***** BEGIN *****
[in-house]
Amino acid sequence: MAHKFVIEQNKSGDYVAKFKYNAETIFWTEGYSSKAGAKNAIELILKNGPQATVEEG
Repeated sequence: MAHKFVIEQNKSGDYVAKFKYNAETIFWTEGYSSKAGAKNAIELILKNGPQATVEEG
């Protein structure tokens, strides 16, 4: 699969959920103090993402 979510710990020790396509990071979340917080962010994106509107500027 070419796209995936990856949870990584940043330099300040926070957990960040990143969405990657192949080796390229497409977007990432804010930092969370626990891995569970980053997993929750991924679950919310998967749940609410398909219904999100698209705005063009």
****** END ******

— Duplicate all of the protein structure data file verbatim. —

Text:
[in-house]
Amino acid sequence: MAHKFVIEQNKSGDYVAKFKYNAETIFWTEGYSSKAGAKNAIELILKNGPQATVEEG
Repeated sequence: MAHKFVIEQNKSGDYVAKFKYNAETIFWTEGYSSKAGAKNAIELILKNGPQATVEEG
């Protein structure tokens, strides 16, 4: 699969959920103090993402 979510710990020790396509990071979340917080962010994106509107500027 070419796209995936990856949870990584940043330099300040926070957990960040990143969405990657192949080796390229497409977007990432804010930092969370626990891995569970980053997993929750991924679950919310998967749940609410398909219904999100698209705005063009």